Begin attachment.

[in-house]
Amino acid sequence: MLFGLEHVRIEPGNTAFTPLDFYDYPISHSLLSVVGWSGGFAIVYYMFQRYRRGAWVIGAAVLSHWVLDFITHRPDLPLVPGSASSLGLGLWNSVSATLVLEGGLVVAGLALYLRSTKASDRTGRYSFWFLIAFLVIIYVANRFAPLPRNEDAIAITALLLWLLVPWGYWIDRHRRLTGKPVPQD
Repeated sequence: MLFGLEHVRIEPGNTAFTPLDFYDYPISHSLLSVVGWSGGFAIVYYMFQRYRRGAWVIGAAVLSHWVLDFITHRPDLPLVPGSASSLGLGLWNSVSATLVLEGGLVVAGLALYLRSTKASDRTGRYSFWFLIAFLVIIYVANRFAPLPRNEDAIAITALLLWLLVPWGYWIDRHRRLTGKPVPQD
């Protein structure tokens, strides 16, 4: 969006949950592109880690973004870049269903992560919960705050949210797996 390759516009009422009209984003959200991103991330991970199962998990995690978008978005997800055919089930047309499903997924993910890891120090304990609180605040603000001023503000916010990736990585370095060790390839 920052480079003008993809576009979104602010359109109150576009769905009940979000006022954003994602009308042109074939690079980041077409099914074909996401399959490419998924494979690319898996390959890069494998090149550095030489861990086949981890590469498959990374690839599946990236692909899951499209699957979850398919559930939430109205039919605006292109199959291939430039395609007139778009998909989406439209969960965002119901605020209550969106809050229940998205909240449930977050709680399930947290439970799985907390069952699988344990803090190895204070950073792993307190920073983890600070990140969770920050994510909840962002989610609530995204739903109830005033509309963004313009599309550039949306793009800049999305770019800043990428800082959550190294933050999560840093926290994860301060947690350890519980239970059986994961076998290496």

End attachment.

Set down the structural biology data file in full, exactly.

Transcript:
[in-house]
Amino acid sequence: MLFGLEHVRIEPGNTAFTPLDFYDYPISHSLLSVVGWSGGFAIVYYMFQRYRRGAWVIGAAVLSHWVLDFITHRPDLPLVPGSASSLGLGLWNSVSATLVLEGGLVVAGLALYLRSTKASDRTGRYSFWFLIAFLVIIYVANRFAPLPRNEDAIAITALLLWLLVPWGYWIDRHRRLTGKPVPQD
Repeated sequence: MLFGLEHVRIEPGNTAFTPLDFYDYPISHSLLSVVGWSGGFAIVYYMFQRYRRGAWVIGAAVLSHWVLDFITHRPDLPLVPGSASSLGLGLWNSVSATLVLEGGLVVAGLALYLRSTKASDRTGRYSFWFLIAFLVIIYVANRFAPLPRNEDAIAITALLLWLLVPWGYWIDRHRRLTGKPVPQD
């Protein structure tokens, strides 16, 4: 969006949950592109880690973004870049269903992560919960705050949210797996 390759516009009422009209984003959200991103991330991970199962998990995690978008978005997800055919089930047309499903997924993910890891120090304990609180605040603000001023503000916010990736990585370095060790390839 920052480079003008993809576009979104602010359109109150576009769905009940979000006022954003994602009308042109074939690079980041077409099914074909996401399959490419998924494979690319898996390959890069494998090149550095030489861990086949981890590469498959990374690839599946990236692909899951499209699957979850398919559930939430109205039919605006292109199959291939430039395609007139778009998909989406439209969960965002119901605020209550969106809050229940998205909240449930977050709680399930947290439970799985907390069952699988344990803090190895204070950073792993307190920073983890600070990140969770920050994510909840962002989610609530995204739903109830005033509309963004313009599309550039949306793009800049999305770019800043990428800082959550190294933050999560840093926290994860301060947690350890519980239970059986994961076998290496």